National Home Inspection Service believes that a professional home inspection will help buyers or sellers learn the current condition of the property they are trying to buy or sell. The home inspector can educate the home buyer or seller about problems that may exist and suggest solutions that will help in the purchase or sale of the home.
A home is a physical structure that is subject to wear and tear and the effects of time. The goal of a home inspection is to objectively identify major defects in the systems, structures, and components of the home in adherence to the State of Ohio Standards of Practice.
Our goal is to help buyers or sellers assess major deficiencies, versus minor repairs or maintenance items that do not affect the home’s major systems. Our home inspectors will report on those systems and components inspected which, in the professional opinion of the inspector, are significantly deficient or are near the end of their service lives. Our inspectors endeavor to provide a reason why, if not self-evident, the system or component is significantly deficient or near the end of its service life. In addition, our home inspectors will include their recommendations to correct or monitor any deficiencies noted in the inspection report.
Our Inspection Report is a computer-generated report given to the client at the time of inspection accompanied with digital photographs. Clients receive a free Extended Advice e-mail based program, which allows clients to ask questions and receive free advice about their properties for 12 full months after their inspection. The Inspection Report can also be e-mailed or faxed, with the client’s permission, to real estate agents, attorneys or other interested parties.
National Home Inspection Service has several different types of inspections. A sample of the different types of inspections can be found below.
This is the most common type of inspection, consisting of a visual inspection of the home from roof to foundation. The objective of this inspection is to objectively identify material defects in the systems, structures and components of the home, in adherence to ASHI or NAHI Standards.
This is an inspection done only on a specific part of the home. A roof inspection or foundation inspection would fall into this category. Partial inspections do not take as much time as a full whole house inspection and usually can be completed under an hour.
This is a great way to get your listing sold. Your client will get more money if the house is in top shape. So why wait until your buyer’s inspector finds problems. Chances are they’ll want to discount your asking price more than the cost of an inspection.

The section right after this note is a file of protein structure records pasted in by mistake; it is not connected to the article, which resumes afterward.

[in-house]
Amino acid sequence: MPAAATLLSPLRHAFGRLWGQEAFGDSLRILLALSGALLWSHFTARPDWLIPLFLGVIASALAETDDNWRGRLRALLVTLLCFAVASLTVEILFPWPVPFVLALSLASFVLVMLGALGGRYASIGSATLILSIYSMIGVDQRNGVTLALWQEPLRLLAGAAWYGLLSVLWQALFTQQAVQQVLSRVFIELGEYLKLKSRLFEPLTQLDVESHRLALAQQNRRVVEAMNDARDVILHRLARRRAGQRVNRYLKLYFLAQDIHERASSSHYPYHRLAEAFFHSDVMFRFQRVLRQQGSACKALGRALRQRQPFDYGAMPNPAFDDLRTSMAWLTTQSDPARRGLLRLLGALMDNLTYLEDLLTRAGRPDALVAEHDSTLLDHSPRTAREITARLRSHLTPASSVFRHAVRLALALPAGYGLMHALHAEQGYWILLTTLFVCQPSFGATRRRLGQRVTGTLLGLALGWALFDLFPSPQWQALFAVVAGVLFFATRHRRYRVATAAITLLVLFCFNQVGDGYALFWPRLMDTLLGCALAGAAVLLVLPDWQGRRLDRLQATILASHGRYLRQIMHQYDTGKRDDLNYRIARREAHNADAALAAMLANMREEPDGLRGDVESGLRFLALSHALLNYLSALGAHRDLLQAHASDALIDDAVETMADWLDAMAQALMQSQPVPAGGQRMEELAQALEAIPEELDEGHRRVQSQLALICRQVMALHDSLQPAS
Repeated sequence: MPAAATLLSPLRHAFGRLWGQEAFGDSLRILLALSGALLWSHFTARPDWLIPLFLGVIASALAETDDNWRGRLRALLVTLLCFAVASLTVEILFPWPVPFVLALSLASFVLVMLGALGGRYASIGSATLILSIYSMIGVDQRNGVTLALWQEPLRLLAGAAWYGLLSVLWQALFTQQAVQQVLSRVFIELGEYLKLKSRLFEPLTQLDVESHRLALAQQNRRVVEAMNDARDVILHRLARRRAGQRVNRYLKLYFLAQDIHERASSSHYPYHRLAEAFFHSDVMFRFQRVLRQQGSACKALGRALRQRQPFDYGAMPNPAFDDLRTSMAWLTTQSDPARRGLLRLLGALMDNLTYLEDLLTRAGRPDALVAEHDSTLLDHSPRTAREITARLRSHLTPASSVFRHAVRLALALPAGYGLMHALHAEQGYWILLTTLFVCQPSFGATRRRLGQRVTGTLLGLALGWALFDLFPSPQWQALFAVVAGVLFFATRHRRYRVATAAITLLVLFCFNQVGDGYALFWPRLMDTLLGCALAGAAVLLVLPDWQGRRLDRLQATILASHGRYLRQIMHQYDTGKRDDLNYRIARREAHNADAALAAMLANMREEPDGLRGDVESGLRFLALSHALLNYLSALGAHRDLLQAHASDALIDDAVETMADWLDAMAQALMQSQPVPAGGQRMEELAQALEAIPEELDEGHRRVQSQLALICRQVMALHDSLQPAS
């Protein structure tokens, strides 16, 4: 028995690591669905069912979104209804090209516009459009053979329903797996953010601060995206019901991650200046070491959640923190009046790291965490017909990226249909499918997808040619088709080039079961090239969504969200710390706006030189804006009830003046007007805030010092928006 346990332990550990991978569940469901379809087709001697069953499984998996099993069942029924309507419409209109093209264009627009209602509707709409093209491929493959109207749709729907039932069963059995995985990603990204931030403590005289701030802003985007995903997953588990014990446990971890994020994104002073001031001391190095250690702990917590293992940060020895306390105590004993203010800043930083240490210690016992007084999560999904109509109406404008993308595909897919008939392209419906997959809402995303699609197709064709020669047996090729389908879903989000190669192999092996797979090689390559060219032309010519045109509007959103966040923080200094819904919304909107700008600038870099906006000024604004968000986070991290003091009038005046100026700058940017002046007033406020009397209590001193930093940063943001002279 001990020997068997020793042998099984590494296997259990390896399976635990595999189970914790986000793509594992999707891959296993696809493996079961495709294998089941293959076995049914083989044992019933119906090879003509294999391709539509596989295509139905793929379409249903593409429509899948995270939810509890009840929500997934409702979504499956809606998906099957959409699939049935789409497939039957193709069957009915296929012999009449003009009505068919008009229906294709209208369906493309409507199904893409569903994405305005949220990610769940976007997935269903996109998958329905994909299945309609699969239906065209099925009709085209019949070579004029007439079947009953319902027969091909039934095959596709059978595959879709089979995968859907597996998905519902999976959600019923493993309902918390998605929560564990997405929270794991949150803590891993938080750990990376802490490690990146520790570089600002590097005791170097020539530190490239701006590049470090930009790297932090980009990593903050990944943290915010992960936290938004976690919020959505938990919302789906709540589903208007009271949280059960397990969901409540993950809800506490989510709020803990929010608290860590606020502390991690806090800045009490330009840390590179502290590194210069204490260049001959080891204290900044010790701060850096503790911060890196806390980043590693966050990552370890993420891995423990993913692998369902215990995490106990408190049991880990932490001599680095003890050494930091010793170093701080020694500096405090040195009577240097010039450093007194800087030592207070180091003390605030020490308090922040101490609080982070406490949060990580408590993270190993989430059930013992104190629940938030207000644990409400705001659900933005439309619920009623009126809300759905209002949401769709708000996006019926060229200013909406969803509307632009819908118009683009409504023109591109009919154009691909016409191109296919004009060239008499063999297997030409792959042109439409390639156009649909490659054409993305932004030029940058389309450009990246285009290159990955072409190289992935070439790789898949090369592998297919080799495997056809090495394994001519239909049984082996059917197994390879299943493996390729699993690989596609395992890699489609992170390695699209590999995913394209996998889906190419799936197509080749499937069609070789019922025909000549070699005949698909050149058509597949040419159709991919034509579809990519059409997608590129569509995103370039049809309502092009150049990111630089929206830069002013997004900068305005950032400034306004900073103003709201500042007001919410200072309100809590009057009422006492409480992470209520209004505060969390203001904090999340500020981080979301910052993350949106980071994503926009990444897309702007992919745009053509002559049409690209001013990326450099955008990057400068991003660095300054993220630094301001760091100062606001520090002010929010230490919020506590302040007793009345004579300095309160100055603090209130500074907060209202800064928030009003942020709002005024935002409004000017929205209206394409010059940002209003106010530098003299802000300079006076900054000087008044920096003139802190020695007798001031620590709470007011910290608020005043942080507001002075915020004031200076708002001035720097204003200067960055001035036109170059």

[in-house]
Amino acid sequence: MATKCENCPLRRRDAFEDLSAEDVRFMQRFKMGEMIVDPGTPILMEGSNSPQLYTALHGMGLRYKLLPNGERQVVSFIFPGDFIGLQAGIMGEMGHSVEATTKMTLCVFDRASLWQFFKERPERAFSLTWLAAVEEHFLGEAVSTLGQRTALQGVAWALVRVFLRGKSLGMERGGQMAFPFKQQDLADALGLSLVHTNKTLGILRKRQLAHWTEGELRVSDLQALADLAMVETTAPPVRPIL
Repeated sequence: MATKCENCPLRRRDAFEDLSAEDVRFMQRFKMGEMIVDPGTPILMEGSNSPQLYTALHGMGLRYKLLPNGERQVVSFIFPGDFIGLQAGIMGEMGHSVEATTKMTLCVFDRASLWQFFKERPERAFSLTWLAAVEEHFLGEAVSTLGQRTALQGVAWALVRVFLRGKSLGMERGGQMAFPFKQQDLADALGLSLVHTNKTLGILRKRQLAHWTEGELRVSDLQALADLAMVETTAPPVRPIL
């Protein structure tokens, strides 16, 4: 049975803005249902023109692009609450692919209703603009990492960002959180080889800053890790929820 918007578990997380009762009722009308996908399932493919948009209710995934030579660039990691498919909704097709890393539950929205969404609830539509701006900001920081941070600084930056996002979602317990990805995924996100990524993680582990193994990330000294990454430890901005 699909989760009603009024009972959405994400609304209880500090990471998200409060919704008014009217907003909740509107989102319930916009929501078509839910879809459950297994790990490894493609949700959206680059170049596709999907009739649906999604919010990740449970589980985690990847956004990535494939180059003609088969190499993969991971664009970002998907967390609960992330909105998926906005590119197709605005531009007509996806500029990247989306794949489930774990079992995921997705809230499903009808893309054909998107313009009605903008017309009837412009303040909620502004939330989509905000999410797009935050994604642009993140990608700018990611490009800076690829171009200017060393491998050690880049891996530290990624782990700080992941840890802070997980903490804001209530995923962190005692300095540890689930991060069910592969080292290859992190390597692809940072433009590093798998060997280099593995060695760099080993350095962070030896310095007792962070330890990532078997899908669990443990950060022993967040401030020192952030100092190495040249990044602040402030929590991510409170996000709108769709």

New Home Inspections take place when the home has been completed for occupancy but before the final walk-thru with the Builder. This inspection includes items in a standard home inspection, final punch-out items, and a quality “fit and finish” inspection based on local building standards. New Home Inspections provide the client with a list of items that need attention before moving into home. The inspection also provides the Builder with a Documented List of items that needs attention prior to settlement. Reputable Builders usually want to please the buyer and real estate agent for referrals.
New Construction Inspections take place while the home is in the different phases of construction. Phase inspections usually include Footings & Foundation, Framing, Final and Warranty Inspections.
Commercial Inspection, like standard inspections, evaluates the electrical systems, mechanical systems, structure, plumbing, HVAC, roof and other major components of a building. Price for Commercial Inspections varies based on the type and size of the building.
This inspection utilizes special instrumentation to measure gas line leaks within the structure. Gas line warranty programs have become common due to the possibility of a leak developing in the home or along the underground service line to the home. Gas line warranties can be obtained from private insurance companies or from your local gas company. Prices will very based on the age of home.
Radon is the second leading cause of lung cancer in the United States. It is a radioactive gas emitted from the ground that may seep into a home. The Ohio Department of Health requires that Radon Testers and Radon Mitigation Contractors be licensed and testing equipment calibrated annually. National Home Inspection Service uses a 48-hour electronic continuous monitor to determine the radon level in the home. The EPA, Surgeon General and CDC all recommend radon testing.
Specialized inspections that utilize special instrumentation such as Infrared Cameras, Air Quality Equipment, Moisture Meters, Lab Tests, and other Diagnostic Equipment to evaluate health related problems that exist in today’s homes. Testing specialist and remediation contractors have become an important part of today’s real estate industry.
The Ohio Department of Agriculture requires WDI inspectors and their Business’s be licensed before filling out Form NPMA-33 for a real estate transaction. The most common type of infestations in Ohio consists of subterranean termites, carpenter ants, wood boring bees and powder post beetles.
You are encouraged to attend the 3-4 hour home inspection. You will be able to experience the “inspection process” and become familiar with the home. You can ask the home inspector questions that will prove invaluable in your overall evaluation of the home. All fees are payable at the time of service and are quoted for. Single Family Homes Built after 2000. Subject to Change Without Notice